A Faculty Development Model that Promotes Success of Early Career Faculty in Academic Medicine

Giselle Sandi, Susan Chubinskaya

Research output: Contribution to journalArticlepeer-review


Introduction:Medical school offices of faculty development aim to facilitate the academic growth of junior faculty by fostering independent research, enhancing teaching skills, and bolstering career opportunities. The Rush Research Mentoring Program aims to achieve this goal at Rush University medical center by offering a broad resource armamentarium and creating an environment that fosters productive relationships between mentees and mentors. This article describes the program's structure, evaluation, outcomes, and the university vision for its future.Methods:The program's contributions to the overall success of the University were measured by scholarly productivity, intramural and extramural funding, junior faculty retention, and mentee satisfaction with the program from its inception in 2006 until 2018.Results:Over 12 years, mentees have collectively received 639 grants. Of the 130 mentees who have completed the 5-year program and transitioned to program alumni, 65% have been retained as faculty members, with 40% receiving promotions to associate professor and 5% to full professor. Mentees report frequent use of the available resources and high satisfaction with the program.Discussion:We anticipate that structured mentoring programs with institutionally supported professional development activities and strategic mentor-mentee partnerships can be successfully adopted at similar academic medical centers.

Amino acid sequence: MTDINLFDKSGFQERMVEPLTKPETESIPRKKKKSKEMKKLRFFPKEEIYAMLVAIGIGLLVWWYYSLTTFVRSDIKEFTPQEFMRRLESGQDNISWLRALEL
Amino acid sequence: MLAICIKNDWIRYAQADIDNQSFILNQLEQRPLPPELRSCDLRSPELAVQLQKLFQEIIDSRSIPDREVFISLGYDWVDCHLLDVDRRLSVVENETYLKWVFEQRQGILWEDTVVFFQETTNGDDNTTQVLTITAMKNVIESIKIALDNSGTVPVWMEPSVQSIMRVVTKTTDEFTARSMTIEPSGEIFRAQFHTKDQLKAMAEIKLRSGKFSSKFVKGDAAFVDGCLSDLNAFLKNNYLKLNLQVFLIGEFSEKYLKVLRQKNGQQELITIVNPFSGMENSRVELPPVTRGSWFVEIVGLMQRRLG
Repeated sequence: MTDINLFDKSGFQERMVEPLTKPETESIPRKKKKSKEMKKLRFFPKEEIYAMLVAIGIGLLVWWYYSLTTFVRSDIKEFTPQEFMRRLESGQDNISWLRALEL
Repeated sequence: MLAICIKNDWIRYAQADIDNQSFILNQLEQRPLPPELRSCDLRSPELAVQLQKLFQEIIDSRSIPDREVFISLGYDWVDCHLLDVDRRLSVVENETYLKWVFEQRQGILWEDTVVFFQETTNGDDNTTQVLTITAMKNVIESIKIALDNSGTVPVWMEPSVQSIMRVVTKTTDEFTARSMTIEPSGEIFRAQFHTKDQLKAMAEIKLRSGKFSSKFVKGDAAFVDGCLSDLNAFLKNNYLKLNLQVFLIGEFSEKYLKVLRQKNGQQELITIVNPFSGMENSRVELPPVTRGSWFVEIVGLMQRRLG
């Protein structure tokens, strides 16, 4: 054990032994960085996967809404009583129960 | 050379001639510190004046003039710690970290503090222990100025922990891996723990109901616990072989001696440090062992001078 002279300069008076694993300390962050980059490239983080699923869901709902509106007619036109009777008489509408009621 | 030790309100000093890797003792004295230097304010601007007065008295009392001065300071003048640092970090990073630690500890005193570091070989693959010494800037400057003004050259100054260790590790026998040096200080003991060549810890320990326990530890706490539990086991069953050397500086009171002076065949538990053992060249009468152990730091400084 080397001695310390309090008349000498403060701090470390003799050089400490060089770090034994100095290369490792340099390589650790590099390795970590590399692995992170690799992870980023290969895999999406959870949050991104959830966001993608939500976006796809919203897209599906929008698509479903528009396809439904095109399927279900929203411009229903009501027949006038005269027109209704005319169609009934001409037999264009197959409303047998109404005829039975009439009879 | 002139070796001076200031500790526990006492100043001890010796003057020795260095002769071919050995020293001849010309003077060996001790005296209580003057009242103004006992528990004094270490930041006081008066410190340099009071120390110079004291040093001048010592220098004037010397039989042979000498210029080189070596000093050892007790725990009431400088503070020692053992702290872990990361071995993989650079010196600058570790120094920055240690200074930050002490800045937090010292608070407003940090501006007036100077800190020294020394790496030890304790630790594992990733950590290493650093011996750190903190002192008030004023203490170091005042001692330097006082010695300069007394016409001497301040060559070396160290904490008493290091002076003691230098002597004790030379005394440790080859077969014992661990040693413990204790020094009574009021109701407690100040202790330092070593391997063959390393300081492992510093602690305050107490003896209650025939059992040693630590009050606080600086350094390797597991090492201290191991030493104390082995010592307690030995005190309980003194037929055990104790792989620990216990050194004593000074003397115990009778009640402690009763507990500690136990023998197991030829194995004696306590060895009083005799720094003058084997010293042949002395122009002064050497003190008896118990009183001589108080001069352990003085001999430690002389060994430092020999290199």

Original languageEnglish (US)
Pages (from-to)69-72
Number of pages4
JournalJournal of Continuing Education in the Health Professions
Issue number1
StatePublished - Dec 1 2020
Externally publishedYes


  • faculty mentoring
  • mentor-mentee partnerships
  • mentoring
  • mentoring resources
  • structured mentoring program

ASJC Scopus subject areas

  • Education


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